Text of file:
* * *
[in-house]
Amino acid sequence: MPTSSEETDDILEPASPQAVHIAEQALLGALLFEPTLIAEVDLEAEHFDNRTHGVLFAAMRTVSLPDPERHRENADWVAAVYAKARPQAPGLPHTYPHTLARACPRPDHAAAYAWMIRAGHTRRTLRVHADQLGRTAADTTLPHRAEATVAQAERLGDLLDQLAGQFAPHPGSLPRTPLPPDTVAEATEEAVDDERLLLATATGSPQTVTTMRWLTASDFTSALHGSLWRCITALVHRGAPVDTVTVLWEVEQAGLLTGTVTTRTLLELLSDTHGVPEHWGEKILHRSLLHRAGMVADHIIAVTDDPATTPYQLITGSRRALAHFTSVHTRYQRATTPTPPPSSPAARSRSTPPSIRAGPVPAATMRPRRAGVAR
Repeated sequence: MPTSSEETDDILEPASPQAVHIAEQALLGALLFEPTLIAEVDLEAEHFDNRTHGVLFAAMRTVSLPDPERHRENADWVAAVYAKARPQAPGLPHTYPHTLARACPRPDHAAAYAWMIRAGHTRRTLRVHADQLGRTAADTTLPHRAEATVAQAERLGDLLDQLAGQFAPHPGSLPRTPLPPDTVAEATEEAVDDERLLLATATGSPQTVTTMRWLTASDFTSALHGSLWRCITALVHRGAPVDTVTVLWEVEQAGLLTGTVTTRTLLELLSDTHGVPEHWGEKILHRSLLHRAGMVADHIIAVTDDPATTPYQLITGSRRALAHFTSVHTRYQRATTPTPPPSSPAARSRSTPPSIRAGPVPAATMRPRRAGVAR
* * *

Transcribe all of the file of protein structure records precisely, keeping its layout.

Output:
[in-house]
Amino acid sequence: MPTSSEETDDILEPASPQAVHIAEQALLGALLFEPTLIAEVDLEAEHFDNRTHGVLFAAMRTVSLPDPERHRENADWVAAVYAKARPQAPGLPHTYPHTLARACPRPDHAAAYAWMIRAGHTRRTLRVHADQLGRTAADTTLPHRAEATVAQAERLGDLLDQLAGQFAPHPGSLPRTPLPPDTVAEATEEAVDDERLLLATATGSPQTVTTMRWLTASDFTSALHGSLWRCITALVHRGAPVDTVTVLWEVEQAGLLTGTVTTRTLLELLSDTHGVPEHWGEKILHRSLLHRAGMVADHIIAVTDDPATTPYQLITGSRRALAHFTSVHTRYQRATTPTPPPSSPAARSRSTPPSIRAGPVPAATMRPRRAGVAR
Repeated sequence: MPTSSEETDDILEPASPQAVHIAEQALLGALLFEPTLIAEVDLEAEHFDNRTHGVLFAAMRTVSLPDPERHRENADWVAAVYAKARPQAPGLPHTYPHTLARACPRPDHAAAYAWMIRAGHTRRTLRVHADQLGRTAADTTLPHRAEATVAQAERLGDLLDQLAGQFAPHPGSLPRTPLPPDTVAEATEEAVDDERLLLATATGSPQTVTTMRWLTASDFTSALHGSLWRCITALVHRGAPVDTVTVLWEVEQAGLLTGTVTTRTLLELLSDTHGVPEHWGEKILHRSLLHRAGMVADHIIAVTDDPATTPYQLITGSRRALAHFTSVHTRYQRATTPTPPPSSPAARSRSTPPSIRAGPVPAATMRPRRAGVAR